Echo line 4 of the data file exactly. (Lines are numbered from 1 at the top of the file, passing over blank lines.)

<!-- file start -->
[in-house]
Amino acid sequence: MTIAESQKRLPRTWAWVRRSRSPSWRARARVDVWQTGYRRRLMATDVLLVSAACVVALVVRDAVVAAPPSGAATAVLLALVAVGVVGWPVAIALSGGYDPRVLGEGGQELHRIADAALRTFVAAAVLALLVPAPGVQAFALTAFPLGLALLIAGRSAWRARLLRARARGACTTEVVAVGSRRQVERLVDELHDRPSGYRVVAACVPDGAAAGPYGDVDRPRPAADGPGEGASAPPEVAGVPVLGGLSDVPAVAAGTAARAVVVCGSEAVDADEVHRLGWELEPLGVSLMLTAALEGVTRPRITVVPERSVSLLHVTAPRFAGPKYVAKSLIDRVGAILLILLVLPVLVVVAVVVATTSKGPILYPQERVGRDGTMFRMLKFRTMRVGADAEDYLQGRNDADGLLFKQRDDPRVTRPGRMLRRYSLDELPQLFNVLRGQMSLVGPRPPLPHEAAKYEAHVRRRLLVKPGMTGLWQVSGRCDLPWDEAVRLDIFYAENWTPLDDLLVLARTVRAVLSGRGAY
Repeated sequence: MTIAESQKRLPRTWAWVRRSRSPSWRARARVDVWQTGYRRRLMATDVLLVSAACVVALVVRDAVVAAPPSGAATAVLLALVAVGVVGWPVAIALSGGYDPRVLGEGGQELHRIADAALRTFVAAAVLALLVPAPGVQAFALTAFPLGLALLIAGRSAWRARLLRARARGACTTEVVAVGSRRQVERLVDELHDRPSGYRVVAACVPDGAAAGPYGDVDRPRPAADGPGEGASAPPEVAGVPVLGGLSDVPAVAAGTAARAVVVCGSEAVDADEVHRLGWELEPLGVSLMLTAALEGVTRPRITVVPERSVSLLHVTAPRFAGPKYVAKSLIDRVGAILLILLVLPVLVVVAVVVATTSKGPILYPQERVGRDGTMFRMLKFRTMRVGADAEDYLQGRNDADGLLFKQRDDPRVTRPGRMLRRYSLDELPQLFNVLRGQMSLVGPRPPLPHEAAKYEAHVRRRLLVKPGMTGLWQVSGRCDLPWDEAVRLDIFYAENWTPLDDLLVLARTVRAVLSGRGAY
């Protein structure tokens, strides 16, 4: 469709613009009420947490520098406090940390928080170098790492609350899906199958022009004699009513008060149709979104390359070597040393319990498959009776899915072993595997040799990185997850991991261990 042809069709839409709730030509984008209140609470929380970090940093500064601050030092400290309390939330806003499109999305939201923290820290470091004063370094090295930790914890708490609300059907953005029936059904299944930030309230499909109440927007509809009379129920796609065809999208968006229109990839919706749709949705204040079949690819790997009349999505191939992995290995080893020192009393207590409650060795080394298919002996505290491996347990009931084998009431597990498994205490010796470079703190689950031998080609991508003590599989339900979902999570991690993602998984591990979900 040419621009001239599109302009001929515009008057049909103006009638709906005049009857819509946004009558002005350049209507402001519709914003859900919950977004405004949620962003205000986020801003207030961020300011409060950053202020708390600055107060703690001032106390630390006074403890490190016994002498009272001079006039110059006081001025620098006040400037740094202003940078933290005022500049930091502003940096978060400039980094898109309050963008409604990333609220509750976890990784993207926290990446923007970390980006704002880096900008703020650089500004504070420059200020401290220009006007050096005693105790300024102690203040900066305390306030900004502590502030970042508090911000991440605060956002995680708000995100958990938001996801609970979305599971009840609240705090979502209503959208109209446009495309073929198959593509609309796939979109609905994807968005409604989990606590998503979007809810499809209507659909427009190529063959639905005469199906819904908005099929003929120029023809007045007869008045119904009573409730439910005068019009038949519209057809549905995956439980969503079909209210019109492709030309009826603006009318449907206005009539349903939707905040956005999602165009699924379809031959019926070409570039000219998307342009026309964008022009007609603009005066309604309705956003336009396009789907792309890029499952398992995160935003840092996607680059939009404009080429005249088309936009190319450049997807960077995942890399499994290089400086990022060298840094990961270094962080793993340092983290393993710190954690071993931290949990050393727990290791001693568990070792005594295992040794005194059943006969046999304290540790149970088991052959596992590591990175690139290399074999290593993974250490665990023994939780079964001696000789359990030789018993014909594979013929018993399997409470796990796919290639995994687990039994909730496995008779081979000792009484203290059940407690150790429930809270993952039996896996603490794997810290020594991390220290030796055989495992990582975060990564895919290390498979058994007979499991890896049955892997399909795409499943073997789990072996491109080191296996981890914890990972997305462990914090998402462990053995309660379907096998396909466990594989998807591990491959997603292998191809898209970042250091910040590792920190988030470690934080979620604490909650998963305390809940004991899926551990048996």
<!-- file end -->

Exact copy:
């Protein structure tokens, strides 16, 4: 469709613009009420947490520098406090940390928080170098790492609350899906199958022009004699009513008060149709979104390359070597040393319990498959009776899915072993595997040799990185997850991991261990 042809069709839409709730030509984008209140609470929380970090940093500064601050030092400290309390939330806003499109999305939201923290820290470091004063370094090295930790914890708490609300059907953005029936059904299944930030309230499909109440927007509809009379129920796609065809999208968006229109990839919706749709949705204040079949690819790997009349999505191939992995290995080893020192009393207590409650060795080394298919002996505290491996347990009931084998009431597990498994205490010796470079703190689950031998080609991508003590599989339900979902999570991690993602998984591990979900 040419621009001239599109302009001929515009008057049909103006009638709906005049009857819509946004009558002005350049209507402001519709914003859900919950977004405004949620962003205000986020801003207030961020300011409060950053202020708390600055107060703690001032106390630390006074403890490190016994002498009272001079006039110059006081001025620098006040400037740094202003940078933290005022500049930091502003940096978060400039980094898109309050963008409604990333609220509750976890990784993207926290990446923007970390980006704002880096900008703020650089500004504070420059200020401290220009006007050096005693105790300024102690203040900066305390306030900004502590502030970042508090911000991440605060956002995680708000995100958990938001996801609970979305599971009840609240705090979502209503959208109209446009495309073929198959593509609309796939979109609905994807968005409604989990606590998503979007809810499809209507659909427009190529063959639905005469199906819904908005099929003929120029023809007045007869008045119904009573409730439910005068019009038949519209057809549905995956439980969503079909209210019109492709030309009826603006009318449907206005009539349903939707905040956005999602165009699924379809031959019926070409570039000219998307342009026309964008022009007609603009005066309604309705956003336009396009789907792309890029499952398992995160935003840092996607680059939009404009080429005249088309936009190319450049997807960077995942890399499994290089400086990022060298840094990961270094962080793993340092983290393993710190954690071993931290949990050393727990290791001693568990070792005594295992040794005194059943006969046999304290540790149970088991052959596992590591990175690139290399074999290593993974250490665990023994939780079964001696000789359990030789018993014909594979013929018993399997409470796990796919290639995994687990039994909730496995008779081979000792009484203290059940407690150790429930809270993952039996896996603490794997810290020594991390220290030796055989495992990582975060990564895919290390498979058994007979499991890896049955892997399909795409499943073997789990072996491109080191296996981890914890990972997305462990914090998402462990053995309660379907096998396909466990594989998807591990491959997603292998191809898209970042250091910040590792920190988030470690934080979620604490909650998963305390809940004991899926551990048996």